The Aug. 22 editorial, “No dogs where food is prepared,” of reference is very interesting, and falls in line with the many discussions of concern (pro or con) about the appropriateness of canines being present in public venues.
For example, though we applaud shops and restaurants that make outside tables available for pets, and even provide water, many of them are not mindful of dust, dirt and discarded or rotting scraps of food and other waste. Some will only permit service dogs inside — therapy dogs and pets remain outside. Outside seating areas prove intent to be accommodating on the owner’s part, but offer no particular relief in cold or inclement weather.
Many pet owners aren’t mindful of their dog’s behavior in certain circumstances and settings. Begging at the table, barking, jumping and all manner of territorial, protective or otherwise aggressive behaviors are certainly unwelcome in public venues, not to mention inappropriate bodily functions and behaviors. It seems reasonable to me that discussing concerns with the dog’s handler in the situation at SCCC is an appropriate, mature and reasonable approach. Partnering with the handler as opposed to alienating him/her shows empathy and compassion.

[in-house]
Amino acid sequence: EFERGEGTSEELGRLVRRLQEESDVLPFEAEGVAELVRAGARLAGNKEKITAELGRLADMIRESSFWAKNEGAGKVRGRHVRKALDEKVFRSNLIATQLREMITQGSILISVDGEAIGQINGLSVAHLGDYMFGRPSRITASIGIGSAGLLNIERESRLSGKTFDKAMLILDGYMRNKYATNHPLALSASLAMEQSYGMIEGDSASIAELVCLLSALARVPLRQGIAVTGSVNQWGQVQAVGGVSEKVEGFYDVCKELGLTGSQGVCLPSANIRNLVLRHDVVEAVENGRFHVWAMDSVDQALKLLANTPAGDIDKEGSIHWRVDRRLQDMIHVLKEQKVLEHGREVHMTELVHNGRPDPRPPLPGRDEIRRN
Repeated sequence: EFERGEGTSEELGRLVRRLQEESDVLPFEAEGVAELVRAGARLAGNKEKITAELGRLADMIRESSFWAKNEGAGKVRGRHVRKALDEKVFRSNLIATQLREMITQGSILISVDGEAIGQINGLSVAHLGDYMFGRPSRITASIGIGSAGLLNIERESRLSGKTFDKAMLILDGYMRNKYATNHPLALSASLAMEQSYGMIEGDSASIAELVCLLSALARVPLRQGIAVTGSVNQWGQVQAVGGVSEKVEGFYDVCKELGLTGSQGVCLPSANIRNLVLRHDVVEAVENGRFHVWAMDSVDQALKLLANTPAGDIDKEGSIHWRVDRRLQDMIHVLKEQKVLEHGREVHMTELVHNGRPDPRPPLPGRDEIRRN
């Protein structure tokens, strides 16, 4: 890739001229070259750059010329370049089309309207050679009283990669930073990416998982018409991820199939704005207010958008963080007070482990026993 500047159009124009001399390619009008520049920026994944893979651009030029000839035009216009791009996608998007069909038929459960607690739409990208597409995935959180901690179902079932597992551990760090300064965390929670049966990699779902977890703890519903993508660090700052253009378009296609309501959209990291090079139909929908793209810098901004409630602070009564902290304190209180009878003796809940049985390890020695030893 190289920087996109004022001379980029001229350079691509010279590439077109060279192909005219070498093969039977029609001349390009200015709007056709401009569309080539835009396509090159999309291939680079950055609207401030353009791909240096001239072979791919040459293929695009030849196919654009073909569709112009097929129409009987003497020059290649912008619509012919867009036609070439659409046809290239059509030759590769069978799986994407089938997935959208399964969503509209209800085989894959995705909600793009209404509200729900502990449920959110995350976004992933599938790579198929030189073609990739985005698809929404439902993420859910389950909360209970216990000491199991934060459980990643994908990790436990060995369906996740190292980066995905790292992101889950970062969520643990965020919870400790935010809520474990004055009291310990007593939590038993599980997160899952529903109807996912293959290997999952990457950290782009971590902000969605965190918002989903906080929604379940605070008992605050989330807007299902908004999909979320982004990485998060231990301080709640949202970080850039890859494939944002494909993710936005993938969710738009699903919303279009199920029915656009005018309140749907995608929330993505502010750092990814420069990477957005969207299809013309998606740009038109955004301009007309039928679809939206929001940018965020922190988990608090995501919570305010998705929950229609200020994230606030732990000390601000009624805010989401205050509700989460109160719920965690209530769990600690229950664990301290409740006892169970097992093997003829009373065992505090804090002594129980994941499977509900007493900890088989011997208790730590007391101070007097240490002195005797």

I’m a certified therapy dog handler. My companion, a ruby-colored Cavalier King Charles Spaniel named Taffy, and I trained for a year-and-a-half and have been in service for just over two years. We are certified by an AKC-endorsed agency and carry liability insurance. Taffy is rated a “Canine Good Citizen” and an “Excellent” therapy dog with several AKC credentials.